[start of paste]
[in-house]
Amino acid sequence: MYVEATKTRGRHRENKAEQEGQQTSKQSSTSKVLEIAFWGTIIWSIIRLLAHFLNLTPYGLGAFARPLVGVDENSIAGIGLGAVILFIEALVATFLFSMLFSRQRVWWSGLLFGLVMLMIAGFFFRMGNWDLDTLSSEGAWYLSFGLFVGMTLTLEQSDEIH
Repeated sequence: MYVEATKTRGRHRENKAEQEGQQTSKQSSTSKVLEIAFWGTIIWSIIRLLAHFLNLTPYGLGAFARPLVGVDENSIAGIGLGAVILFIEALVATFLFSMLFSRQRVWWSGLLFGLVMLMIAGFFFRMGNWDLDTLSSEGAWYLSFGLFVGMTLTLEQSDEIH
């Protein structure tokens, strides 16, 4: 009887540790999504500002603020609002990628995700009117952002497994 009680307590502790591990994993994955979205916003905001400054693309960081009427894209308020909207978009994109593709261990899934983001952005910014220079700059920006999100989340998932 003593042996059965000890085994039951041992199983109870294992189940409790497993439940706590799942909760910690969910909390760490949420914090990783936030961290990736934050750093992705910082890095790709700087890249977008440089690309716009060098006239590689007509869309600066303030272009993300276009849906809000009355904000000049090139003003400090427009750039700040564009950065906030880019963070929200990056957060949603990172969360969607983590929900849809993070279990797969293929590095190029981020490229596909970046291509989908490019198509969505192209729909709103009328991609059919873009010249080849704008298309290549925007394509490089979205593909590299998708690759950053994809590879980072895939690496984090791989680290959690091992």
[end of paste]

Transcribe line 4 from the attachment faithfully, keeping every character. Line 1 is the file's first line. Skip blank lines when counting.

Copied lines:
């Protein structure tokens, strides 16, 4: 009887540790999504500002603020609002990628995700009117952002497994 009680307590502790591990994993994955979205916003905001400054693309960081009427894209308020909207978009994109593709261990899934983001952005910014220079700059920006999100989340998932 003593042996059965000890085994039951041992199983109870294992189940409790497993439940706590799942909760910690969910909390760490949420914090990783936030961290990736934050750093992705910082890095790709700087890249977008440089690309716009060098006239590689007509869309600066303030272009993300276009849906809000009355904000000049090139003003400090427009750039700040564009950065906030880019963070929200990056957060949603990172969360969607983590929900849809993070279990797969293929590095190029981020490229596909970046291509989908490019198509969505192209729909709103009328991609059919873009010249080849704008298309290549925007394509490089979205593909590299998708690759950053994809590879980072895939690496984090791989680290959690091992």